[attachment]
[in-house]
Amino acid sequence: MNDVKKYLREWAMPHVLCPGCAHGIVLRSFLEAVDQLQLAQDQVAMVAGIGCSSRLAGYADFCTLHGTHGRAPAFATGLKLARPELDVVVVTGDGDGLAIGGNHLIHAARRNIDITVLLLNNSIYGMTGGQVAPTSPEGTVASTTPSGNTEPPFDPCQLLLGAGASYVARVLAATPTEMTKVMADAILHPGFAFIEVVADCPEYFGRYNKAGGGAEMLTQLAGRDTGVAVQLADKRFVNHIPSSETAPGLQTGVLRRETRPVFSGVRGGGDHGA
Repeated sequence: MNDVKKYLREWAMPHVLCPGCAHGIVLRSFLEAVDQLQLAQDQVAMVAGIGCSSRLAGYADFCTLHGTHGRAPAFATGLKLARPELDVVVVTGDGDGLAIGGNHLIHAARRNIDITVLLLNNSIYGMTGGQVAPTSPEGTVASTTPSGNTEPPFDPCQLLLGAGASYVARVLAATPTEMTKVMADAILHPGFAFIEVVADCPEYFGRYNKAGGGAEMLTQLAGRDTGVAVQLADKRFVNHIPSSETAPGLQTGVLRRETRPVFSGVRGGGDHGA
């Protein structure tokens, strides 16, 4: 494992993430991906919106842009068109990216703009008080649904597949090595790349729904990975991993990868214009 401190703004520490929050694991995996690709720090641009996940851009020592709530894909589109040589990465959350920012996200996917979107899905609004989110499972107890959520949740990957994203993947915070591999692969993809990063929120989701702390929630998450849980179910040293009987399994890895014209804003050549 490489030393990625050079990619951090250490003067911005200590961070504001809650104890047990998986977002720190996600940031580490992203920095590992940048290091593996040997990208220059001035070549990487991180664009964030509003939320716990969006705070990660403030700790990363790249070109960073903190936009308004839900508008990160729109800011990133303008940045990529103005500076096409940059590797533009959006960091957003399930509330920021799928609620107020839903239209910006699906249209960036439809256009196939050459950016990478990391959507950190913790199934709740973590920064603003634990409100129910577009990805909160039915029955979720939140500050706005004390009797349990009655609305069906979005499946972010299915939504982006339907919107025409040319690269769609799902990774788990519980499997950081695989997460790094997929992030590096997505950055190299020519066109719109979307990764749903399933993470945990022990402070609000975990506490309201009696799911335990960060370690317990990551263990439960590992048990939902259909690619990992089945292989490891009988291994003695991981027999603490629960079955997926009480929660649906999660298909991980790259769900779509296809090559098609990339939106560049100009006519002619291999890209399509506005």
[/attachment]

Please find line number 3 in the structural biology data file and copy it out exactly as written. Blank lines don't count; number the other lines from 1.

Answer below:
Repeated sequence: MNDVKKYLREWAMPHVLCPGCAHGIVLRSFLEAVDQLQLAQDQVAMVAGIGCSSRLAGYADFCTLHGTHGRAPAFATGLKLARPELDVVVVTGDGDGLAIGGNHLIHAARRNIDITVLLLNNSIYGMTGGQVAPTSPEGTVASTTPSGNTEPPFDPCQLLLGAGASYVARVLAATPTEMTKVMADAILHPGFAFIEVVADCPEYFGRYNKAGGGAEMLTQLAGRDTGVAVQLADKRFVNHIPSSETAPGLQTGVLRRETRPVFSGVRGGGDHGA